c. 1200, trone, "the seat of God or a saint in heaven;" c. 1300 as "seat occupied by a sovereign," from Old French trone (12c., Modern French trône), from Latin thronus, from Greek thronos "elevated seat, chair, throne," from suffixed form of PIE root *dher- "to hold firmly, support" (source also of Latin firmus "firm, steadfast, strong, stable," Sanskrit dharma "statute, law"). From late 14c. as a symbol of royal power. Colloquial meaning "toilet" is recorded from 1922. The classical -h- begins to appear in English from late 14c.
"to place on a throne, exalt to the seat of royalty," c. 1600, from en- (1) + throne (n.). Replacing enthronize (late 14c.), from Old French introniser (13c.), from Late Latin inthronizare, from Greek enthronizein. Also simply throne (v.), late 14c., from the noun in English. Related: Enthroned; enthroning.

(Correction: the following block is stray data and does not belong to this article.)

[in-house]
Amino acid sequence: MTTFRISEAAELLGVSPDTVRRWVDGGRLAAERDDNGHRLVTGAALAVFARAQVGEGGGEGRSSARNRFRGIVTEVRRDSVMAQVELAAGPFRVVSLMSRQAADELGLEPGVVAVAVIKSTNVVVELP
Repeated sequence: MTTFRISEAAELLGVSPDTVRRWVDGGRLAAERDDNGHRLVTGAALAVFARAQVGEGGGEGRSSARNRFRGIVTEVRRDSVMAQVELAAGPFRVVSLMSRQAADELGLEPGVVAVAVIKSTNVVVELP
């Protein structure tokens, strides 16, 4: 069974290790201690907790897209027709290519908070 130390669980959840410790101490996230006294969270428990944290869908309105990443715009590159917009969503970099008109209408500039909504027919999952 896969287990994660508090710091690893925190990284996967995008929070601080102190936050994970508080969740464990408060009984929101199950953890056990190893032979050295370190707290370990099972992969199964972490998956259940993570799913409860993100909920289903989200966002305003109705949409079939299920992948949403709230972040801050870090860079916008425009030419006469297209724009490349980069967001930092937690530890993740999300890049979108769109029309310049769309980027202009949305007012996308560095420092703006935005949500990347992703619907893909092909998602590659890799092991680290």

Proto-Indo-European root meaning "to hold firmly, support."
It is the hypothetical source of/evidence for its existence is provided by: Sanskrit dharmah "custom, statute, law," dharayati "holds;" Prakrit dharaṇa "a holding firm;" Iranian dāra‑ "holding;" Greek thronos "seat;" Latin firmus "strong, steadfast, enduring, stable;" Lithuanian diržnas "strong;" Welsh dir "hard," Breton dir "steel."
Old English stol "seat for one person," from Proto-Germanic *stōla- (source also of Old Frisian stol, Old Norse stoll, Old High German stuol, German Stuhl "seat," Gothic stols "high seat, throne"), from PIE *sta-lo-, locative of root *sta- "to stand, make or be firm."(source also of Lithuanian pa-stolas "stand," Old Church Slavonic stolu "stool").
Originally used of thrones (as in cynestol "royal seat, throne"); decline in sense began with adoption of chair (n.) from French, which relegated stool to small seats without arms or backs, then to "privy" (early 15c.) and thence to "bowel movement" (1530s).
ancient capital of Persia, founded 6c. B.C.E. by Darius the Great; from Greek, literally "city of the Persians," from Perses "Persians" (see Persian) + -polis "city" (see polis). The modern Iranian name for the place is Takht-e-jamshid, literally "throne of Jamshid," a legendary king whose name was substituted when Darius was forgotten. Related: Persepolitan.